MAYVILLE – The Chautauqua County Legislature approved a resolution requesting the Chautauqua County Industrial Development Agency not to approve further PILOT agreements for wind energy projects larger than five megawatts rated-capacity Wednesday night.
In the public comment period, several individuals thanked the legislature for approving the measure, as they also spoke out against wind farm projects. One area resident said if the county could do anything to help in Arkwright, it would not only be appreciated, but would be viewed as a “godsend.”
After the meeting, County Executive George Borrello said the IDA is a separate entity from the county, and is technically an entity of the state. While the county has the ability to appoint members to the board and the CEO of the IDA, the county does not have authority to control what they can do.
“We do not have the ability to mandate policy,” Borrello said.
“That being said, this body is certainly sending this recommendation, and I fully expect the IDA board to follow that recommendation.”
Borrello said he feels badly for the people who are living in areas that are dealing with wind farm project construction right now, such as those who live in Arkwright.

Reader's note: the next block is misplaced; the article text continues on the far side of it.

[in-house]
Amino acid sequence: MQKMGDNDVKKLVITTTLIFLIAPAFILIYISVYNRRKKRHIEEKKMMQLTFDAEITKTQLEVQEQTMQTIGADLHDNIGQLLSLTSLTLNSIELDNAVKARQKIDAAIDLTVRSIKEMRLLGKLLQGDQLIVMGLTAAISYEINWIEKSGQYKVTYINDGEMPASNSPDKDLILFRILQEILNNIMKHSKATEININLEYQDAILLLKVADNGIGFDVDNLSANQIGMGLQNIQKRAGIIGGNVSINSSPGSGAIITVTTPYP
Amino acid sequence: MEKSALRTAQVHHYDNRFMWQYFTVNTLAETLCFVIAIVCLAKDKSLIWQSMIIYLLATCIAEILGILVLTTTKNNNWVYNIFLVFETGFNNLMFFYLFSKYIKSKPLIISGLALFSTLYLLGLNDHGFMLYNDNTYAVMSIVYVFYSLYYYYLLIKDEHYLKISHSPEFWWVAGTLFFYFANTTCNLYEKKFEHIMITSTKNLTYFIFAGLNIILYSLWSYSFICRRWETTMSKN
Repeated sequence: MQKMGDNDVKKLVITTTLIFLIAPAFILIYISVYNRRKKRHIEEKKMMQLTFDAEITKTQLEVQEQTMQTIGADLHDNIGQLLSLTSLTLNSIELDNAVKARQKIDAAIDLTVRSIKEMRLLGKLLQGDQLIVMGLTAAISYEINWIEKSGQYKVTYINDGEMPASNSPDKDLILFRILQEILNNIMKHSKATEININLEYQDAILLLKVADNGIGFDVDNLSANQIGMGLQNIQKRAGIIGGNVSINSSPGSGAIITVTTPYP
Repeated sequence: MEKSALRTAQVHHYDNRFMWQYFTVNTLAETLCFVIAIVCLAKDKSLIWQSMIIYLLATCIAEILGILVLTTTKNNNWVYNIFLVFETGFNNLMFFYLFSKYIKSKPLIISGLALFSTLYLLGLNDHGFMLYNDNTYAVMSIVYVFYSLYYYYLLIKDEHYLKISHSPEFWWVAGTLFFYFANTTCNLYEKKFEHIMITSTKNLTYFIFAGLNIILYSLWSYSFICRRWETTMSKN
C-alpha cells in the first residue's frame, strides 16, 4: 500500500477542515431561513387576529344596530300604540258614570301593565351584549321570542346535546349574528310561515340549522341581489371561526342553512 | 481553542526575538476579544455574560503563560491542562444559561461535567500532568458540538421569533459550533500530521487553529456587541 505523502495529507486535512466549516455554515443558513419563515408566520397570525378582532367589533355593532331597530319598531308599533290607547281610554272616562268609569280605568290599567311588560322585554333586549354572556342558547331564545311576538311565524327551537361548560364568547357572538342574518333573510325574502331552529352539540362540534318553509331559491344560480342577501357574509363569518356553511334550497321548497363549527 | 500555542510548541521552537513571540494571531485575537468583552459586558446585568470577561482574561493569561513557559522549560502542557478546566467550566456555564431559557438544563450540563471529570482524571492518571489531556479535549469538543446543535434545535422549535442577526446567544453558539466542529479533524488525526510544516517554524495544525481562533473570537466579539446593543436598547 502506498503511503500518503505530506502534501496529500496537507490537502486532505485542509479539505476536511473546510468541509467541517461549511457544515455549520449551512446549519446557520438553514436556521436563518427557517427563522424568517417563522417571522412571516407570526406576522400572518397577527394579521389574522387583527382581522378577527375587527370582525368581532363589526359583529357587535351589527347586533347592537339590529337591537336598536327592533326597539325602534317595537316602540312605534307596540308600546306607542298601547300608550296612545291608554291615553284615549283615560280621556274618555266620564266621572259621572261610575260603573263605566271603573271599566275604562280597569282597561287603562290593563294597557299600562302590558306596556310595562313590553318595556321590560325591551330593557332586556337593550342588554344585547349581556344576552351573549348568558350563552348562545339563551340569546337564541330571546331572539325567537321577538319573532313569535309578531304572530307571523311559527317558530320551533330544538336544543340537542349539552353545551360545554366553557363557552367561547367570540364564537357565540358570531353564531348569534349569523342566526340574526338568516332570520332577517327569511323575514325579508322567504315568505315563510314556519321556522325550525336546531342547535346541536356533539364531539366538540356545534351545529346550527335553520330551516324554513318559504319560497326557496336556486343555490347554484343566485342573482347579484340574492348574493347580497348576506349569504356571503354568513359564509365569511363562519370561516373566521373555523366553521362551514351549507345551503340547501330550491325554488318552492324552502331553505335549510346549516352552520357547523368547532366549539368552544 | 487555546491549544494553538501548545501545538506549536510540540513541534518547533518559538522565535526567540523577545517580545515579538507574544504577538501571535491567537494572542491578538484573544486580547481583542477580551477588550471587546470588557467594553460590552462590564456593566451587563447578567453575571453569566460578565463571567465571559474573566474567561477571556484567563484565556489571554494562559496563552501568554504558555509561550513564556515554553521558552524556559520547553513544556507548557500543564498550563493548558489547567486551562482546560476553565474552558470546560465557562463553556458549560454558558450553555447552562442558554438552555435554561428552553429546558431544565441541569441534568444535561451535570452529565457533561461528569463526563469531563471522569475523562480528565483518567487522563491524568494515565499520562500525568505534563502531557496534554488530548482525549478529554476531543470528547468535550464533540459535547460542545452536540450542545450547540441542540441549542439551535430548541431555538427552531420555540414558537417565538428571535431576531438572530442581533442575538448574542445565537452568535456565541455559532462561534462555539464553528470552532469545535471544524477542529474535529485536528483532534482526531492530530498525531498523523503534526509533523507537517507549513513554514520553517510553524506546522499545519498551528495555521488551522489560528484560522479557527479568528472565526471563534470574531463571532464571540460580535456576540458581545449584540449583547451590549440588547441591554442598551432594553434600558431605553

“It looks horrible in Arkwright right now, this formally beautiful, pristine woodland community is now really looking like a landfill to be honest with you,” Borrello said. “My hope is they will be able to repair and restore the infrastructure. Ultimately, those wind turbines are going to be a detriment and a blot on our community.”
Borrello said the turbines don’t deliver the promised energy, and “would not exist without government subsidy.”
The legislature also approved a change to administrative code that would allow six coroners, up from the current four coroners. Borrello said there has been some issues with coroners being able to respond when requested, so the added positions would be helpful. The legislature also approved a move to pay coroners on a case-by-case basis instead of a daily flat rate.
Borrello said there isn’t a concern about the cost at this point.
“At this point, the need is great enough,” he said. “We’ll see what happens going forward.”
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